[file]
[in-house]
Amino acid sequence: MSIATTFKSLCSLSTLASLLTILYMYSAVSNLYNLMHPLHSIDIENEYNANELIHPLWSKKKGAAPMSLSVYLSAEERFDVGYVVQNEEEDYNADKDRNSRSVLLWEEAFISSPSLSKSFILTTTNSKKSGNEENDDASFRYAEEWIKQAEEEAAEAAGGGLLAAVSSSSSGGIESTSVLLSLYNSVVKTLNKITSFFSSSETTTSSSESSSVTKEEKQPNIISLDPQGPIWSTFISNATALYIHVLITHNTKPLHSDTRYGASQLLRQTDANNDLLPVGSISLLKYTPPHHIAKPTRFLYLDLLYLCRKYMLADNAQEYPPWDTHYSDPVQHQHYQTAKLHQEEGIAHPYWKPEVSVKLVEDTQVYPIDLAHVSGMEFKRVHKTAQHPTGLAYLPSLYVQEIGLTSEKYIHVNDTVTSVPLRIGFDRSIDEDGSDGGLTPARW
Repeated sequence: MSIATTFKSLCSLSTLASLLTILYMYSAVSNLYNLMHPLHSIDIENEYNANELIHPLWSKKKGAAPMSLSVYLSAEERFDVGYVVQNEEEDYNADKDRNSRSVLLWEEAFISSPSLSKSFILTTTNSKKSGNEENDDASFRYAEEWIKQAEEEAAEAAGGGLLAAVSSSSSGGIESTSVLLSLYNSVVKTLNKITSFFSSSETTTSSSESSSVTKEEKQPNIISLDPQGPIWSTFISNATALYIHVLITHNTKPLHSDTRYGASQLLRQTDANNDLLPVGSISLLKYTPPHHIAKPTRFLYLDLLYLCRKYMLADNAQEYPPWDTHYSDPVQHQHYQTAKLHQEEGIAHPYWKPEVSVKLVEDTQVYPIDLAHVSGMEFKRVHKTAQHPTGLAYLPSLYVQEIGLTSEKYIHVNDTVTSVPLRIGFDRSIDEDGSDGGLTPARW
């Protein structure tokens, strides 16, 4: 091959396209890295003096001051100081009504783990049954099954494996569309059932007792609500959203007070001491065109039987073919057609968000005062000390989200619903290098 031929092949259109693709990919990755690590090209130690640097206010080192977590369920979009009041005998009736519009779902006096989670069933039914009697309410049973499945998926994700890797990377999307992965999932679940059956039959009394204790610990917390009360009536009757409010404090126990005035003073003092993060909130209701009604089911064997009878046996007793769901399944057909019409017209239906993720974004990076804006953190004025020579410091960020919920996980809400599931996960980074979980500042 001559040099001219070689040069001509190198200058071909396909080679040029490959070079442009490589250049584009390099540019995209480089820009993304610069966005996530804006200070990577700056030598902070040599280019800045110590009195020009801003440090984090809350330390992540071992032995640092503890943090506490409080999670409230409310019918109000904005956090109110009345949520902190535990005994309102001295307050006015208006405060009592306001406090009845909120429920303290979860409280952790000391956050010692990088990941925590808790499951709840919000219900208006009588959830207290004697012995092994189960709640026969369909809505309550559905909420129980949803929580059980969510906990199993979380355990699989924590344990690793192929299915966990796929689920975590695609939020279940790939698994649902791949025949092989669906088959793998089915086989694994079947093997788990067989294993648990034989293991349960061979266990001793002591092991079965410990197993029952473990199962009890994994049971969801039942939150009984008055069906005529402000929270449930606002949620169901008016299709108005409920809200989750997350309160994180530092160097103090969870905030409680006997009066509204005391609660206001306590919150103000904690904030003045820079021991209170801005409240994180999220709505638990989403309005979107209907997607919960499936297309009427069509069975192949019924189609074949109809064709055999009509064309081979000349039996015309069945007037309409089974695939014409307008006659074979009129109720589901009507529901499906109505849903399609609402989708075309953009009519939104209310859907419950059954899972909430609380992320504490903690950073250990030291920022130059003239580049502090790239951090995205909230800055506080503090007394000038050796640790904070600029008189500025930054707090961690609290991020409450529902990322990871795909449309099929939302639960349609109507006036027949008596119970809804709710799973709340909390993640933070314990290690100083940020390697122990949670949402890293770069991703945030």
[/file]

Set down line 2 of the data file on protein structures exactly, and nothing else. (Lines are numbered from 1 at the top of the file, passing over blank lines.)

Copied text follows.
Amino acid sequence: MSIATTFKSLCSLSTLASLLTILYMYSAVSNLYNLMHPLHSIDIENEYNANELIHPLWSKKKGAAPMSLSVYLSAEERFDVGYVVQNEEEDYNADKDRNSRSVLLWEEAFISSPSLSKSFILTTTNSKKSGNEENDDASFRYAEEWIKQAEEEAAEAAGGGLLAAVSSSSSGGIESTSVLLSLYNSVVKTLNKITSFFSSSETTTSSSESSSVTKEEKQPNIISLDPQGPIWSTFISNATALYIHVLITHNTKPLHSDTRYGASQLLRQTDANNDLLPVGSISLLKYTPPHHIAKPTRFLYLDLLYLCRKYMLADNAQEYPPWDTHYSDPVQHQHYQTAKLHQEEGIAHPYWKPEVSVKLVEDTQVYPIDLAHVSGMEFKRVHKTAQHPTGLAYLPSLYVQEIGLTSEKYIHVNDTVTSVPLRIGFDRSIDEDGSDGGLTPARW